Just wanted to say that I was also interpreting the up arrow as pointing towards the vertical divider; it's not that uncommon for some slight misalignment; WSDOT dramatically messed up on I-5 in Tacoma, but I think people are figuring it out.

As to the right hook-arrow pointing at the straight-up arrow, I can't say I'm a fan. It achieves the APL goal of "one arrowhead per possible exit" but at the cost of being a bit bizarre to look at. I think there's a better way.

The #4 lane points to the divider.  It does lead to being an option lane for Shackleford or 430 north.  Probably a better way to indicate that would be a two-headed arrow with one base.  Both arrows pointing striaght ahead, but one slightly to the left and the other slightly to the right, to correctly indicate that this lane goes to two different destinations that happen to be straight at this point. 

The following sign makes it clear that this lane indeed is ofr either Shackleford or 430 north, but I believe the whole idea with an arrow per lane, is one arrow for each lane.  And arrowheads denoting different directions.
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Tom958

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Re: Arrow-Per-Lane (APL) signs
« Reply #309 on: February 04, 2022, 07:15:54 AM »

Not that anyone cares, but I've been avoiding this thread because it blows me away that there's anyone on this planet, let alone posting in this thread, who can't comprehend that a straight arrow pointing directly toward a dividing line indicates that the lane is an option lane that will split between the two indicated destinations downstream of and separate from the divergence indicated by the split arrow. And, conversely, if the dividing line is between two straight arrows rather than directly under one, it means that there's no option lane (or it could mean that the designers didn't know what they were doing, or that there wasn't enough room for a by-the-book way of doing what they wanted to do, but that's a separate issue). That's a matter of my emotional reaction to hard-to-process information. Whatever, Tom.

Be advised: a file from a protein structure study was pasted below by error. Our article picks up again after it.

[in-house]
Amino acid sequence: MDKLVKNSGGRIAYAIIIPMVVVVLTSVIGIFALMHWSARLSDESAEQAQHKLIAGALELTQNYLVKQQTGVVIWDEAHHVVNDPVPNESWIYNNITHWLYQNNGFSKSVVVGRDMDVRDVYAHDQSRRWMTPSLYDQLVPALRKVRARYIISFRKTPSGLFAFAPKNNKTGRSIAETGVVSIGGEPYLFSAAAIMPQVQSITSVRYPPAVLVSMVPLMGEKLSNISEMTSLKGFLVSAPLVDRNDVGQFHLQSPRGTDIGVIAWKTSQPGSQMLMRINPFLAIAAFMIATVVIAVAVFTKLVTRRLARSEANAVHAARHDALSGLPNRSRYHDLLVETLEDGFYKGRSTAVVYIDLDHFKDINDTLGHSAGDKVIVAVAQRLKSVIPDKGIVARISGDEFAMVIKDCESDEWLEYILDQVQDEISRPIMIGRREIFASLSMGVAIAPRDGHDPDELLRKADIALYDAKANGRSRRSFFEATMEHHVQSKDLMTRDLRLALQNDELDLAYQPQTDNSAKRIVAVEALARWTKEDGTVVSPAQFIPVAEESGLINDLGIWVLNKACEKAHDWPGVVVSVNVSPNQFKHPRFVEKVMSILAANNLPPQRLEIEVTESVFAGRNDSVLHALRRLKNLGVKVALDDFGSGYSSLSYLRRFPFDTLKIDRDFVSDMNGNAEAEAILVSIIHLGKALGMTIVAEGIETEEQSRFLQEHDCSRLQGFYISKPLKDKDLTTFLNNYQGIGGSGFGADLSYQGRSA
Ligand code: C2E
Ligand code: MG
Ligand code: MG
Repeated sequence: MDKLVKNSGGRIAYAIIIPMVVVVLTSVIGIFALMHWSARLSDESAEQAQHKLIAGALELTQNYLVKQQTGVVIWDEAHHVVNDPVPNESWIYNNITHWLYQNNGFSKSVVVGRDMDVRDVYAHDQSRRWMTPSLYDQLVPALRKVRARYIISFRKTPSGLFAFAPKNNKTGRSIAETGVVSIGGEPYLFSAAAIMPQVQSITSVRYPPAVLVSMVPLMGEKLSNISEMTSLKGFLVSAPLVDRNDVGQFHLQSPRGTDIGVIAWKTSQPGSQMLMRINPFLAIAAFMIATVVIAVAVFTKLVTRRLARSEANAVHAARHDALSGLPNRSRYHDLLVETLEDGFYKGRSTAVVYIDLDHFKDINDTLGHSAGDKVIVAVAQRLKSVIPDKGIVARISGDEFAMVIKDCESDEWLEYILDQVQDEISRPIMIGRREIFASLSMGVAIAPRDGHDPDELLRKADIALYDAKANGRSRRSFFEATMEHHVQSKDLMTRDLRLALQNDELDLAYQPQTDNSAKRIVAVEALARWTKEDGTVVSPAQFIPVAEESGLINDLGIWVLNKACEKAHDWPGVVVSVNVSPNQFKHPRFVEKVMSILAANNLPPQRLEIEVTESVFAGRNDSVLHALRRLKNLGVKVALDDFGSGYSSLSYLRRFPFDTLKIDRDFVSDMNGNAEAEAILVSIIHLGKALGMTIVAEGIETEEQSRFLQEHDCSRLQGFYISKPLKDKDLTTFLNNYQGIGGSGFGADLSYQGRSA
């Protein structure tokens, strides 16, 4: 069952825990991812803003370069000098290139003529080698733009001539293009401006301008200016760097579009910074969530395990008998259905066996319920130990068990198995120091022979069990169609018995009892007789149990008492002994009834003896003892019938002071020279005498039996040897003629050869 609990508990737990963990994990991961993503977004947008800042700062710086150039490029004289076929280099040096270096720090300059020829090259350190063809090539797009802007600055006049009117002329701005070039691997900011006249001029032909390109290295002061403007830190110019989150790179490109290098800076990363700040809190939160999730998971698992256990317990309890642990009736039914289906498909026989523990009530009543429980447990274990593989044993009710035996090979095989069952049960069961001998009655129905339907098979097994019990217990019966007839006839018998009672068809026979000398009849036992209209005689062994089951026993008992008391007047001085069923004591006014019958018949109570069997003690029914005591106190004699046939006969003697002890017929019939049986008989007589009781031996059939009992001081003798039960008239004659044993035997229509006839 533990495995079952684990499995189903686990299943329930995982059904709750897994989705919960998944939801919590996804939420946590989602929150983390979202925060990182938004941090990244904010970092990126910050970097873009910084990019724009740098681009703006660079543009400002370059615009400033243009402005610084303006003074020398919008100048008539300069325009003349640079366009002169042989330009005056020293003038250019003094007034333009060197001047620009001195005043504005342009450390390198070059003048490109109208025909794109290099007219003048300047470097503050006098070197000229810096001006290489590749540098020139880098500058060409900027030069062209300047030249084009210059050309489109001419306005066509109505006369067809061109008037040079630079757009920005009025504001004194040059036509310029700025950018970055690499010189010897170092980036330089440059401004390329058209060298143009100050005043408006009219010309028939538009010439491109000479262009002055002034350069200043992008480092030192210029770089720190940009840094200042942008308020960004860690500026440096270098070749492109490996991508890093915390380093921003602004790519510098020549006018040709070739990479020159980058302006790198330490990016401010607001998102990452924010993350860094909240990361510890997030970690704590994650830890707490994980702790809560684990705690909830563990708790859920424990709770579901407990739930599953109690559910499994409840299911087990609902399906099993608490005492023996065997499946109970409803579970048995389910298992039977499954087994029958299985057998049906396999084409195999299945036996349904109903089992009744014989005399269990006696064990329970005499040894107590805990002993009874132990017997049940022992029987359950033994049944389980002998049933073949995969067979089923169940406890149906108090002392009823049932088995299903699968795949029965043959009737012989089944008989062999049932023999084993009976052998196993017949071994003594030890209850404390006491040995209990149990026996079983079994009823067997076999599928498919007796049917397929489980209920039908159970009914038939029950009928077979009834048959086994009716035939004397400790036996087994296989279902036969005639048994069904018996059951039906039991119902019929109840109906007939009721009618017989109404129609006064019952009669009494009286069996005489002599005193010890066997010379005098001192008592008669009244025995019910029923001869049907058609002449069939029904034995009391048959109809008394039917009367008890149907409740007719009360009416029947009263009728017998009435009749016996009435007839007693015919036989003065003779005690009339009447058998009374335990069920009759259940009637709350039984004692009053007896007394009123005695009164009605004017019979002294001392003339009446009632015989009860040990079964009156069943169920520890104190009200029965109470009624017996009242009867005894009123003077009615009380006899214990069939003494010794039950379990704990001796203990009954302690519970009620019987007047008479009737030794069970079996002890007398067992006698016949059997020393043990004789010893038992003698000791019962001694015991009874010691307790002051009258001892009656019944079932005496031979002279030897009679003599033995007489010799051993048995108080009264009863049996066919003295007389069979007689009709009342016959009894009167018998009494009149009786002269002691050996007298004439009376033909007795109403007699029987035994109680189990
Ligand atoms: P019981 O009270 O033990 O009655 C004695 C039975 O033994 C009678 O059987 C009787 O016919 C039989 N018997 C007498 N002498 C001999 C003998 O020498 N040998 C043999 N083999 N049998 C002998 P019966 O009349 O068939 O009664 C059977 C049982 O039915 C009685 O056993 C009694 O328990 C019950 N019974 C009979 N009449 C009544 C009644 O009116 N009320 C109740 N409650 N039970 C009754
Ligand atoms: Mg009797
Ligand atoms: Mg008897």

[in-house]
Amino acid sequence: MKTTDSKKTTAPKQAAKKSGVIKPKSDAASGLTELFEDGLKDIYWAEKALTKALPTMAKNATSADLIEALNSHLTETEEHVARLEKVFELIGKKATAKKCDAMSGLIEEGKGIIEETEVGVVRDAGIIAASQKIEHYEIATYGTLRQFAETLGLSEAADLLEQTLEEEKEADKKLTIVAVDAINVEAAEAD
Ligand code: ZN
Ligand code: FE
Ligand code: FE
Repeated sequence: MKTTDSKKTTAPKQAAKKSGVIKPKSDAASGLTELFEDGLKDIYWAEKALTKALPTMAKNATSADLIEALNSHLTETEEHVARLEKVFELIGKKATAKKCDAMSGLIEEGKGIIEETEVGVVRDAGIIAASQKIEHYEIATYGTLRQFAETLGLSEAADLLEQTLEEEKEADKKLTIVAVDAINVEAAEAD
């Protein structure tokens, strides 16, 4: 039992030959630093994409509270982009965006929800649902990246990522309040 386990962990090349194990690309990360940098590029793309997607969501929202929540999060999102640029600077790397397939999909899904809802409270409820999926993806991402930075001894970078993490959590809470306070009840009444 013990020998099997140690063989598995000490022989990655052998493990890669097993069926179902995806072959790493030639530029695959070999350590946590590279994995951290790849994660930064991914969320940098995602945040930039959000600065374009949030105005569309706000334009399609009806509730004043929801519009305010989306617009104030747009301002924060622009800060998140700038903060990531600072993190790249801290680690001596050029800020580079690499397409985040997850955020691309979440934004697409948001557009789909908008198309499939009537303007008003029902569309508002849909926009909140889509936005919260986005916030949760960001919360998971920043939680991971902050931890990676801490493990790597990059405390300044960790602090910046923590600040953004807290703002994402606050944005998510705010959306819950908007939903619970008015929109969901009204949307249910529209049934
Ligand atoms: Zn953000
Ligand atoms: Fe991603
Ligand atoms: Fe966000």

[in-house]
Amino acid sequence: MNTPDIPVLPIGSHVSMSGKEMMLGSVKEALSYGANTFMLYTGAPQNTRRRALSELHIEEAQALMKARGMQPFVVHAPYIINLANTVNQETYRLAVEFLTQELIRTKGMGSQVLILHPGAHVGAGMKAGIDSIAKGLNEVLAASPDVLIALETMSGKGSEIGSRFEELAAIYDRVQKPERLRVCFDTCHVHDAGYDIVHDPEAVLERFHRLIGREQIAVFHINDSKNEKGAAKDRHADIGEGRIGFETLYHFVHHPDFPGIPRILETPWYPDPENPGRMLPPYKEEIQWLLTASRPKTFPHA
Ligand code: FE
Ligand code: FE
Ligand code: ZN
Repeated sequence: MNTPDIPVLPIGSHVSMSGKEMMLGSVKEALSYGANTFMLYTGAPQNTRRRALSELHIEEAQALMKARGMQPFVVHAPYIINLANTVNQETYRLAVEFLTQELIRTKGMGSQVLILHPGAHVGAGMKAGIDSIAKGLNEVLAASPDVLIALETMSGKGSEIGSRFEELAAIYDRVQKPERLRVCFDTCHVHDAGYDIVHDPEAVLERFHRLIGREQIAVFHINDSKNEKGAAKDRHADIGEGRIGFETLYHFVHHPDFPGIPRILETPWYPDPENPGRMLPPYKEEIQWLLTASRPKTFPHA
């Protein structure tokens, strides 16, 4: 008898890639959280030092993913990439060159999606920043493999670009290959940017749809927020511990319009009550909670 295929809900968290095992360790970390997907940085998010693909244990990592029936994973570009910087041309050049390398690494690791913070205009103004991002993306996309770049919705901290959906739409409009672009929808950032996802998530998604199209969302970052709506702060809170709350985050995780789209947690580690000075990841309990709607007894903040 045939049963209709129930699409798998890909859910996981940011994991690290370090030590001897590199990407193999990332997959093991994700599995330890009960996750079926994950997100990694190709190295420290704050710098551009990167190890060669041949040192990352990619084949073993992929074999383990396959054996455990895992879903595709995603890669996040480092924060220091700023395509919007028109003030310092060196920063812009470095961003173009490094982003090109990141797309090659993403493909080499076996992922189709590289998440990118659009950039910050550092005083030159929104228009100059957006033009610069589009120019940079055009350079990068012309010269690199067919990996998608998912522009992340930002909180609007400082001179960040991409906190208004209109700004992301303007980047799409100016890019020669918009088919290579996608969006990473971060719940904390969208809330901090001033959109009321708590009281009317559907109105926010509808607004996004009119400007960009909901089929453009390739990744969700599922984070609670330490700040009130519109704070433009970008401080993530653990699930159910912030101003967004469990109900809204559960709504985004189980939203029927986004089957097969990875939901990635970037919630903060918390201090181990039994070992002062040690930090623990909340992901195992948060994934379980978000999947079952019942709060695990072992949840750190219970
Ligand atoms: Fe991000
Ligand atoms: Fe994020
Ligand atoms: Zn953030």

HOWEVER...

My understanding is that, in developing the APL scheme now in use, the concept was tested against both conventional signage and this Minnesota unisign scheme. Under that scheme, there's no reason for the dividing line to be anywhere other than directly over the option lane arrow because if there's no option lane, they'd use separate signs, as shown here. The logic of APLs is similar-- just the style of arrow is different.

Personally, I think that the Minnesota scheme is the best of the three, but testing found that it was inferior to APLs. That's why APLs are in the 2009 MUTCD and Minnesota-style unisigns aren't. It just occurred to me that the reason that the Minnesota scheme was found inferior to APLs is that the subset of drivers who are unable to comprehend the meaning of an arrow aligned exactly with a dividing line is a lot larger than I would've thought, and that whatever testing was done didn't pick up on that, possibly because only single splits were tested. It'd be nice to know if that was the case. Circumstantial evidence certainly suggests that not enough effort was put into deciding how to sign two option lane-lane drops in sequence, let alone into communicating a consistent policy to designers.
« Last Edit: February 04, 2022, 09:08:58 AM by Tom958 »
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Tom958

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Re: Arrow-Per-Lane (APL) signs
« Reply #310 on: February 04, 2022, 09:20:26 AM »

Just wanted to say that I was also interpreting the up arrow as pointing towards the vertical divider; it's not that uncommon for some slight misalignment; WSDOT dramatically messed up on I-5 in Tacoma, but I think people are figuring it out.

That's really heinous. To me, it looks like the design was correct because the divider line is in the right place, but the fabricator took it upon themself to move the split arrow to where they thought it should go.